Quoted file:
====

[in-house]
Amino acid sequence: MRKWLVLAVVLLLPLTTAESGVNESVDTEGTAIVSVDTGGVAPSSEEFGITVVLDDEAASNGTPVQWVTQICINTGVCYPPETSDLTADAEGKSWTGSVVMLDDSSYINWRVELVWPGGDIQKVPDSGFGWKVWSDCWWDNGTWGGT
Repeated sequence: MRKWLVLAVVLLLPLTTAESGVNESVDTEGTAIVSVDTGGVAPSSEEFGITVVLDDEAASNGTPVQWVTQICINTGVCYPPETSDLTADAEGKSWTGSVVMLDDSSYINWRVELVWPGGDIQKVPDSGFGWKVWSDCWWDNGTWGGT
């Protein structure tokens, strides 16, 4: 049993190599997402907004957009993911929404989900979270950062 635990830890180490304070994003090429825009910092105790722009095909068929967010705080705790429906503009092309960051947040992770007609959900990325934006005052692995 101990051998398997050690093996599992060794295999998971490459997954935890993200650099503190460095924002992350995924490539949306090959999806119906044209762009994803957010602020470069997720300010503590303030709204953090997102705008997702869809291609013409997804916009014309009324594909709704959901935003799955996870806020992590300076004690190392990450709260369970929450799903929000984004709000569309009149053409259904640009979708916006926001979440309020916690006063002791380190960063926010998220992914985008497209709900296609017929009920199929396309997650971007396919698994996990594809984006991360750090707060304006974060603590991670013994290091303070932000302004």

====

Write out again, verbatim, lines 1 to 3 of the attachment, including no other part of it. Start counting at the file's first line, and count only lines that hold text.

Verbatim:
[in-house]
Amino acid sequence: MRKWLVLAVVLLLPLTTAESGVNESVDTEGTAIVSVDTGGVAPSSEEFGITVVLDDEAASNGTPVQWVTQICINTGVCYPPETSDLTADAEGKSWTGSVVMLDDSSYINWRVELVWPGGDIQKVPDSGFGWKVWSDCWWDNGTWGGT
Repeated sequence: MRKWLVLAVVLLLPLTTAESGVNESVDTEGTAIVSVDTGGVAPSSEEFGITVVLDDEAASNGTPVQWVTQICINTGVCYPPETSDLTADAEGKSWTGSVVMLDDSSYINWRVELVWPGGDIQKVPDSGFGWKVWSDCWWDNGTWGGT